Aecom Merce Ted Rothman
Fired Tyson manager defends COVID-19 bets as morale booster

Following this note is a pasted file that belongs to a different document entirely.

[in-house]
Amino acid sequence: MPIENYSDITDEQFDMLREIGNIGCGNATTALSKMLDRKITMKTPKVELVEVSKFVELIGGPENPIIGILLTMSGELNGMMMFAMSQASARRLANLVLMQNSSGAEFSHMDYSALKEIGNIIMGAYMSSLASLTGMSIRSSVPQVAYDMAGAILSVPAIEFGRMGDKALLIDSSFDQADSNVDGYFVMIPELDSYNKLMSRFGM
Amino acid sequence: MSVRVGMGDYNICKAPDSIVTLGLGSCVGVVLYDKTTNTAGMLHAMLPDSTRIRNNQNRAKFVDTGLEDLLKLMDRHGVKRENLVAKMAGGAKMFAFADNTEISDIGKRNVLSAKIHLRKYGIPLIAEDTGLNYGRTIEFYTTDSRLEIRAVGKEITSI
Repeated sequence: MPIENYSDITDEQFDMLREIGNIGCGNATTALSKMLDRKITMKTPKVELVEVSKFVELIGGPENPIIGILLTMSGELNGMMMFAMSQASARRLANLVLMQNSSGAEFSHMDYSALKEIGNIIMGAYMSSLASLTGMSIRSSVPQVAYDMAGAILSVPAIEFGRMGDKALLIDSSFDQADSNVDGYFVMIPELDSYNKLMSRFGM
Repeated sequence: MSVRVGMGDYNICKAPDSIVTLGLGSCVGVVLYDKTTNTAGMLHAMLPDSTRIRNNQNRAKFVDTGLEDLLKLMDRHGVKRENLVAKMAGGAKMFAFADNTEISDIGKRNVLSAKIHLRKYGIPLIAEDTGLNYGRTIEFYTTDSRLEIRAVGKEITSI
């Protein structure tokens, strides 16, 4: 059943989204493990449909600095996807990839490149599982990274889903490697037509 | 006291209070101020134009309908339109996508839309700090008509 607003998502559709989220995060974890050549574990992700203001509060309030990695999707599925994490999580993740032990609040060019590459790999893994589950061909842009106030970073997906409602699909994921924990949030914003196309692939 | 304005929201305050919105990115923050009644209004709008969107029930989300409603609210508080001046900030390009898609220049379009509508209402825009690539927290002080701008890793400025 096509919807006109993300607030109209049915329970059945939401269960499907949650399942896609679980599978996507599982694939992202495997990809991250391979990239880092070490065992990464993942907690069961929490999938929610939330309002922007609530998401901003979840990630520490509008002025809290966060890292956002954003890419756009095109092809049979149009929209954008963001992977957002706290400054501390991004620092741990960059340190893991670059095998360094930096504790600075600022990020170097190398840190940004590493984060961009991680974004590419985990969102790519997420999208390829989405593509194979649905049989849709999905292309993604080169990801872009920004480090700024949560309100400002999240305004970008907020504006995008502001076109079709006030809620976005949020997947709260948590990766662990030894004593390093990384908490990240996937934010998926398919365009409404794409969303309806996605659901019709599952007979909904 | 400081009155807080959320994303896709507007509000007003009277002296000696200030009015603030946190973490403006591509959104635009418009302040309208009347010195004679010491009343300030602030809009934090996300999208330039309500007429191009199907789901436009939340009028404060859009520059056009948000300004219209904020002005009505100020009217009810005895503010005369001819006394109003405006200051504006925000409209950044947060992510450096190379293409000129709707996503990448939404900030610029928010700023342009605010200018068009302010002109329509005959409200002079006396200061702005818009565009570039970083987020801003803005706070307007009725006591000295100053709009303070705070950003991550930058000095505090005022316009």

The Young Turks

05:16 min | 6 months ago

Fired Tyson manager defends COVID-19 bets as morale booster